This is the story of how I began dancing with horses.

I did not think that I would ride again. I had ridden as a child, and that, I thought, was that. But one Sunday I happened to drive by a horse show, with its carousel of little girls in their velvet hats and snug navy jackets and shiny boots. Each one was perched on an impossibly lovely pony, all going round and round and up and over jumps that would make a mommy blanch. I watched, leaning against the fence in the shade at the far end of the arena, far from the crowd. Which was good, because then they could not see me weep when the gorgeous curve of one bay horse’s neck caught me by surprise, undid me completely right then and there. And then I understood that it was necessary for me to ride. And then to do more than ride, to learn to speak to the horses through movement, their native language, and mine. RIDE© is the fruit of those dreams and my love letter to all the pretty horses, and to you.

I have been a dancer and a lover of horses most of my life. Much of that time was in fact an out of body experience. Years of dance training meant pushing the body, often with very little awareness of what my own body was telling me about pain and limitation. My body was a first of all a vehicle for dancing – I expected it to work. When I found myself hungering to dance with horses, not just ride them, but draw together my two great passions – horses and dance – I discovered to my surprise that it was the horses that brought me most deeply into my body. By learning to communicate clearly with them through the shared language of movement and touch, I also learned how to live more fully and attentively in my own body. Horse Dancing bridges my experiences with horses and my lifelong practice as a mover. It is about what horses can teach us about the wild and subtle language of the body.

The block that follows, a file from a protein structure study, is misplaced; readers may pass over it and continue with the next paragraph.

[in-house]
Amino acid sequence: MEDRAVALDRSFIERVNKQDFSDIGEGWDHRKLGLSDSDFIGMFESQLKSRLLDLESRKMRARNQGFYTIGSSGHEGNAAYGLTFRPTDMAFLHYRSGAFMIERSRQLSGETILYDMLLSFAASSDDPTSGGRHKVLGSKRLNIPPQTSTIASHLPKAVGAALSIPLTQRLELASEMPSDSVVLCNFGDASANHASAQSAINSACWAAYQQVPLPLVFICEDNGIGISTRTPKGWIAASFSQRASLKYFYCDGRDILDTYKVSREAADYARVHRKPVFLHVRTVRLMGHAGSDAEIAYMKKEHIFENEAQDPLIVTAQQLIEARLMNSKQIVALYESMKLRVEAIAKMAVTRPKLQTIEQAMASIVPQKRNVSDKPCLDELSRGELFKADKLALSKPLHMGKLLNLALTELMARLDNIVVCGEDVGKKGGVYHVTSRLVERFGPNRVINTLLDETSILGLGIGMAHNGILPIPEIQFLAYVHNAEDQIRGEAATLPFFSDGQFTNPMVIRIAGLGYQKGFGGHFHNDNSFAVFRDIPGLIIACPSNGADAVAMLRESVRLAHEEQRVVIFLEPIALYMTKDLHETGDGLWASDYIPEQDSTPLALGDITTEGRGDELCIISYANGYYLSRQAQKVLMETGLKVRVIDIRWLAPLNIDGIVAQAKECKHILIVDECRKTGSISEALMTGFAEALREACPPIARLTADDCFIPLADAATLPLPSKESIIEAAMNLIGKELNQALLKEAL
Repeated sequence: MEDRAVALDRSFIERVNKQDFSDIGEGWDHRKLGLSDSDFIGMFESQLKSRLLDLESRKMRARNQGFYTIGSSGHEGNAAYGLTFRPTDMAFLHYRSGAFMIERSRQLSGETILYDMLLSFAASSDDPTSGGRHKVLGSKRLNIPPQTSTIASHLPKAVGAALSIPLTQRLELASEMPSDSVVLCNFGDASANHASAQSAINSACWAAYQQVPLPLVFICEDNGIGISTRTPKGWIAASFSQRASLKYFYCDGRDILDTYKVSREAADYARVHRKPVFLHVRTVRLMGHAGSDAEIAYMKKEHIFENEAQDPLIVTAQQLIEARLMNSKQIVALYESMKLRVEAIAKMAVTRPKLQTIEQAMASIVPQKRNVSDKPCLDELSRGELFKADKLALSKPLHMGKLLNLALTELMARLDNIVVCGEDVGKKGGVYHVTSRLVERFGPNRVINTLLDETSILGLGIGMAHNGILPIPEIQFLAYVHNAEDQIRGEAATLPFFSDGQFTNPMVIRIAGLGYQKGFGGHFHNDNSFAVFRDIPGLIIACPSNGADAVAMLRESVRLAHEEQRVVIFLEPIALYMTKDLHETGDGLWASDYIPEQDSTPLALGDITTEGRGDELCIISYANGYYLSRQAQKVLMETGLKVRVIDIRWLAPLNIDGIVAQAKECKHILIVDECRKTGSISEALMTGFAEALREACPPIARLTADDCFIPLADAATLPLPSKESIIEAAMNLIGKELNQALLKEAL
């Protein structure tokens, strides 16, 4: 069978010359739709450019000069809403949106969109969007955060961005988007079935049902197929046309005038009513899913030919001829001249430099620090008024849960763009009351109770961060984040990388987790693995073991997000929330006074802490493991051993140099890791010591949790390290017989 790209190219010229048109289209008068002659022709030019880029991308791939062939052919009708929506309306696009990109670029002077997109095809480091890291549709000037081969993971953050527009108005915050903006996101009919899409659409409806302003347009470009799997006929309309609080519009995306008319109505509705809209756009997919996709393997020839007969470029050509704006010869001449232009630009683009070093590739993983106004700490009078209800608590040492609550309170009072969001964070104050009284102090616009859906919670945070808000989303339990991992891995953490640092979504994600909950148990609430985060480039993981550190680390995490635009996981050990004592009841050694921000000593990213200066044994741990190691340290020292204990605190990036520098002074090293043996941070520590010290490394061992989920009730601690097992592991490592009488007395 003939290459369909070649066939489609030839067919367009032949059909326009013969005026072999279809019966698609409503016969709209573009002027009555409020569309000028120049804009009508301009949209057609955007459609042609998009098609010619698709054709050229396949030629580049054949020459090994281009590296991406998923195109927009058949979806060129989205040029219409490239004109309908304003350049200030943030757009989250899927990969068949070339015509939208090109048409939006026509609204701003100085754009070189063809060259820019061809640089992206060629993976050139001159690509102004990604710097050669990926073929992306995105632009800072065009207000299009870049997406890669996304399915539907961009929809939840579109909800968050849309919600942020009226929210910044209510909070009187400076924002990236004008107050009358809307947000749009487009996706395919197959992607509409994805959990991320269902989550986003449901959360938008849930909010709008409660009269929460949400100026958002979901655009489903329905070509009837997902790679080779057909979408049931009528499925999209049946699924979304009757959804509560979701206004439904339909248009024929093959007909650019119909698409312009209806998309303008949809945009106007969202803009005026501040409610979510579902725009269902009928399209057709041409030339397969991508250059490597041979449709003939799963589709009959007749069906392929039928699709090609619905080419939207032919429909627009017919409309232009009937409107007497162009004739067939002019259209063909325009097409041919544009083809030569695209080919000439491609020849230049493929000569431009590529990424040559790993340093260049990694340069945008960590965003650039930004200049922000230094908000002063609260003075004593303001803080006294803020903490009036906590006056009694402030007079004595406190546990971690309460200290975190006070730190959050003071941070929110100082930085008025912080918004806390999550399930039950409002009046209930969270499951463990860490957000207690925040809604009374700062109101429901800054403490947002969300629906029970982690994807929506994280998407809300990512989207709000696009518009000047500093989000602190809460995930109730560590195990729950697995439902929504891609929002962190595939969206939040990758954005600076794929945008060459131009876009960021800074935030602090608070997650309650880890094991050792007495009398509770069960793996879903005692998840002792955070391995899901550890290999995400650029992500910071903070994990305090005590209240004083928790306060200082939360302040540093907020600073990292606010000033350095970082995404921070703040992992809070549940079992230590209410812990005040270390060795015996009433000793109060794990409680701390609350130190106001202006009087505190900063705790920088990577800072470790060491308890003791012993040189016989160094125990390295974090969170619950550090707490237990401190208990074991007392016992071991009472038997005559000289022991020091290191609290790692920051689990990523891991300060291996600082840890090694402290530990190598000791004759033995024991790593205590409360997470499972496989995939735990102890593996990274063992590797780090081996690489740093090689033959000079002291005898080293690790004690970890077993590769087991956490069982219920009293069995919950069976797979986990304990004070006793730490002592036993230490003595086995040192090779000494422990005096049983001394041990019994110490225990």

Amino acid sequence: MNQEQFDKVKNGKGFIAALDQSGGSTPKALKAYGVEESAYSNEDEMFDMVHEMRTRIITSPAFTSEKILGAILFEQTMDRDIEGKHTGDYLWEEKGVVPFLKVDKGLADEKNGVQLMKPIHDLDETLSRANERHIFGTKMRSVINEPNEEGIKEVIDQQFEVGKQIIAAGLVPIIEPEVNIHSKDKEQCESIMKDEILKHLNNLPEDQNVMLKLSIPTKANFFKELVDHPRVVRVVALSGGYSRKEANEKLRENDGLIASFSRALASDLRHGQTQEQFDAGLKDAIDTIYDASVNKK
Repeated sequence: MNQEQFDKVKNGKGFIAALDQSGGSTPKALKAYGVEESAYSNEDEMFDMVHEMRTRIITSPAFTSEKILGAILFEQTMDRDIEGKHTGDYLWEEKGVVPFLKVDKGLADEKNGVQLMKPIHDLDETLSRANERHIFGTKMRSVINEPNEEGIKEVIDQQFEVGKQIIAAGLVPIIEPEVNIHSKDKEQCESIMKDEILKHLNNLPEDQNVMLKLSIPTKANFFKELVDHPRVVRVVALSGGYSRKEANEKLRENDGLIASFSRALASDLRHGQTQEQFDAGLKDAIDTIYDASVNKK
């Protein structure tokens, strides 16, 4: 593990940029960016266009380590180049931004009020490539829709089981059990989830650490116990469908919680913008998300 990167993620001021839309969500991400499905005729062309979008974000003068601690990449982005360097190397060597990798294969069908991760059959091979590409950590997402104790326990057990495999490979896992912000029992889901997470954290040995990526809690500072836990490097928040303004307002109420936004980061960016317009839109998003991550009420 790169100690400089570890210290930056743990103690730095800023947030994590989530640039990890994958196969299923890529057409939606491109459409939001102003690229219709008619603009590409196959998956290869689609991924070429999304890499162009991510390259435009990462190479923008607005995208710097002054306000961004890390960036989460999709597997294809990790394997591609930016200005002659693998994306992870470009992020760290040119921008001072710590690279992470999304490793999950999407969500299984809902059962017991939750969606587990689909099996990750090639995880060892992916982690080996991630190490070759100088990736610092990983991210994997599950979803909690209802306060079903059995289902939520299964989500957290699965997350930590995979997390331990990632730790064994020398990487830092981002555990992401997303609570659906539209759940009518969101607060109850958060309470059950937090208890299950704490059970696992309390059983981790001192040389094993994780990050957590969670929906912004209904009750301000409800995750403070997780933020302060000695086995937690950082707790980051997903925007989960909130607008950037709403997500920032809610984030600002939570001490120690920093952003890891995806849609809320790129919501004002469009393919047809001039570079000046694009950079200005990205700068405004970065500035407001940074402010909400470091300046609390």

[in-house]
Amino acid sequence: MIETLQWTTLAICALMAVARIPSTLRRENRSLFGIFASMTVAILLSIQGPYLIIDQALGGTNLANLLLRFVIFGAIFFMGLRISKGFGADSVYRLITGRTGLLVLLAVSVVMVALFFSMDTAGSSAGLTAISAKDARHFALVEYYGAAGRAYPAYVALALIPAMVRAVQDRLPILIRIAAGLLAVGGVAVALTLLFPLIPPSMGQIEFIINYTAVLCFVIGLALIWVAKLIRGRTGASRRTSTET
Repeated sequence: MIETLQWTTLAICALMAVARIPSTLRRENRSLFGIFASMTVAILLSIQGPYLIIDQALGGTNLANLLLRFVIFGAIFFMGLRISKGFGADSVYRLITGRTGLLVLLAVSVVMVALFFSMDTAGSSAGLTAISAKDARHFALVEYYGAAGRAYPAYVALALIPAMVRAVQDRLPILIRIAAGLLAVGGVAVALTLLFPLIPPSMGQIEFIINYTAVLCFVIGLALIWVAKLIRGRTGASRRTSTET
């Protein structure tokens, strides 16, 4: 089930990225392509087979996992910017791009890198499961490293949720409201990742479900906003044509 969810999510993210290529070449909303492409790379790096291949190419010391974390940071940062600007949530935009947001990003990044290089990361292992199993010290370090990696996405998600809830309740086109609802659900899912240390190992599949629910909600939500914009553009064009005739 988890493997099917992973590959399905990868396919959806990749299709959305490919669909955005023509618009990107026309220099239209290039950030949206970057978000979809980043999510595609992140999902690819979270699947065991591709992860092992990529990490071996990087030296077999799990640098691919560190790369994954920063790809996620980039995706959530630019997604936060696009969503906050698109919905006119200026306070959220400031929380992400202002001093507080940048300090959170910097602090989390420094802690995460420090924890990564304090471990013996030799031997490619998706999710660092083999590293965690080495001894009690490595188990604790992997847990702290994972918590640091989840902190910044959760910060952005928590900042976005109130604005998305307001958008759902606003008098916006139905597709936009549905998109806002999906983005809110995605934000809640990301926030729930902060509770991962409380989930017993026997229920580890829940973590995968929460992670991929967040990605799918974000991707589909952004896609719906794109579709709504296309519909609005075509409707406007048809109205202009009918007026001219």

My dancing with horses is rooted in my practice as a rider - the daily rituals of grooming, wrapping, tacking up, caring for and loving my horses. I have spent thousands of hours in the saddle, and thousands more touching horses, standing with my nose to theirs, watching them crop grass, breathing their dense sweet scent, and learning from trainers and teachers how to be a conscientious and conscious horsewoman. Martha Graham said that it takes ten years to make a dancer. One of my trainers told me early on that to be a rider takes two lifetimes. I pray that I have the gift of the next one to spend in the company of horses.